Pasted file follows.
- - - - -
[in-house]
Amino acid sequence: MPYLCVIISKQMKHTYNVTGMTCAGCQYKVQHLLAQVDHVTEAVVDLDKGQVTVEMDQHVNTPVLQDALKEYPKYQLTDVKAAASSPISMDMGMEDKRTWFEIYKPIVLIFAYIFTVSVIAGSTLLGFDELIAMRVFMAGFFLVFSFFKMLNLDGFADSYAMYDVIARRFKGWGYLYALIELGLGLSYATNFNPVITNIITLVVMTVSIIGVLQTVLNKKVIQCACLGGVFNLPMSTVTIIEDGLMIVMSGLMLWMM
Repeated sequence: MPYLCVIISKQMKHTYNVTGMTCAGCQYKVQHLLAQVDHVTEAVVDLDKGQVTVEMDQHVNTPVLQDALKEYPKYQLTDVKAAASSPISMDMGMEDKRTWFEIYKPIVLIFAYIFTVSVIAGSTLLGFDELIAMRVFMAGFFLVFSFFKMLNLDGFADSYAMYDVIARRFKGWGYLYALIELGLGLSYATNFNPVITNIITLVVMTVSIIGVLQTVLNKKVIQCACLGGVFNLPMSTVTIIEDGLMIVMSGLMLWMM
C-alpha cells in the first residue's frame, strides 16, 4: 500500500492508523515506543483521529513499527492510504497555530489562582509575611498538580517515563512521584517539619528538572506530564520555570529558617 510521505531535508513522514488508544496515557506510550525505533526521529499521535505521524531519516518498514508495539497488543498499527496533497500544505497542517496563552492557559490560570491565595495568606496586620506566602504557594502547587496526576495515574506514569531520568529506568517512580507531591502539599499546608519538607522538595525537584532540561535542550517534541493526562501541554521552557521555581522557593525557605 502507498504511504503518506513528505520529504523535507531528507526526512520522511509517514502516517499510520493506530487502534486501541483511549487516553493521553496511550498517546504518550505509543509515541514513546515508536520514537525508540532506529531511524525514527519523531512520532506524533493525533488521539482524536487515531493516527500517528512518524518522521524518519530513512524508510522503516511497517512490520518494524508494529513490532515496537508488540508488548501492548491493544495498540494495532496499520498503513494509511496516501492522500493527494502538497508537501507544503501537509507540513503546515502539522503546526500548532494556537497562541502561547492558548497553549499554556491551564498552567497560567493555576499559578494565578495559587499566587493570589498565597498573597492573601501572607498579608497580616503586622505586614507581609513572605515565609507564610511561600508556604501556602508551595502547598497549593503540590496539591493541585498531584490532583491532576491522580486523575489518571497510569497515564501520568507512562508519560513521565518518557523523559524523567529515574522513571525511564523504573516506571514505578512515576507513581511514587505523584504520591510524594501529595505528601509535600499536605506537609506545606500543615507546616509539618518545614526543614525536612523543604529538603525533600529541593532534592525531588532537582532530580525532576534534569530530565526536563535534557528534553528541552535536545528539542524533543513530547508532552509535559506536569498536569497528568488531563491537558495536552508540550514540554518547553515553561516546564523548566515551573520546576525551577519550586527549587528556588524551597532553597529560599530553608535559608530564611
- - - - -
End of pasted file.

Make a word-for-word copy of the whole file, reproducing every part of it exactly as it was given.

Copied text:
[in-house]
Amino acid sequence: MPYLCVIISKQMKHTYNVTGMTCAGCQYKVQHLLAQVDHVTEAVVDLDKGQVTVEMDQHVNTPVLQDALKEYPKYQLTDVKAAASSPISMDMGMEDKRTWFEIYKPIVLIFAYIFTVSVIAGSTLLGFDELIAMRVFMAGFFLVFSFFKMLNLDGFADSYAMYDVIARRFKGWGYLYALIELGLGLSYATNFNPVITNIITLVVMTVSIIGVLQTVLNKKVIQCACLGGVFNLPMSTVTIIEDGLMIVMSGLMLWMM
Repeated sequence: MPYLCVIISKQMKHTYNVTGMTCAGCQYKVQHLLAQVDHVTEAVVDLDKGQVTVEMDQHVNTPVLQDALKEYPKYQLTDVKAAASSPISMDMGMEDKRTWFEIYKPIVLIFAYIFTVSVIAGSTLLGFDELIAMRVFMAGFFLVFSFFKMLNLDGFADSYAMYDVIARRFKGWGYLYALIELGLGLSYATNFNPVITNIITLVVMTVSIIGVLQTVLNKKVIQCACLGGVFNLPMSTVTIIEDGLMIVMSGLMLWMM
C-alpha cells in the first residue's frame, strides 16, 4: 500500500492508523515506543483521529513499527492510504497555530489562582509575611498538580517515563512521584517539619528538572506530564520555570529558617 510521505531535508513522514488508544496515557506510550525505533526521529499521535505521524531519516518498514508495539497488543498499527496533497500544505497542517496563552492557559490560570491565595495568606496586620506566602504557594502547587496526576495515574506514569531520568529506568517512580507531591502539599499546608519538607522538595525537584532540561535542550517534541493526562501541554521552557521555581522557593525557605 502507498504511504503518506513528505520529504523535507531528507526526512520522511509517514502516517499510520493506530487502534486501541483511549487516553493521553496511550498517546504518550505509543509515541514513546515508536520514537525508540532506529531511524525514527519523531512520532506524533493525533488521539482524536487515531493516527500517528512518524518522521524518519530513512524508510522503516511497517512490520518494524508494529513490532515496537508488540508488548501492548491493544495498540494495532496499520498503513494509511496516501492522500493527494502538497508537501507544503501537509507540513503546515502539522503546526500548532494556537497562541502561547492558548497553549499554556491551564498552567497560567493555576499559578494565578495559587499566587493570589498565597498573597492573601501572607498579608497580616503586622505586614507581609513572605515565609507564610511561600508556604501556602508551595502547598497549593503540590496539591493541585498531584490532583491532576491522580486523575489518571497510569497515564501520568507512562508519560513521565518518557523523559524523567529515574522513571525511564523504573516506571514505578512515576507513581511514587505523584504520591510524594501529595505528601509535600499536605506537609506545606500543615507546616509539618518545614526543614525536612523543604529538603525533600529541593532534592525531588532537582532530580525532576534534569530530565526536563535534557528534553528541552535536545528539542524533543513530547508532552509535559506536569498536569497528568488531563491537558495536552508540550514540554518547553515553561516546564523548566515551573520546576525551577519550586527549587528556588524551597532553597529560599530553608535559608530564611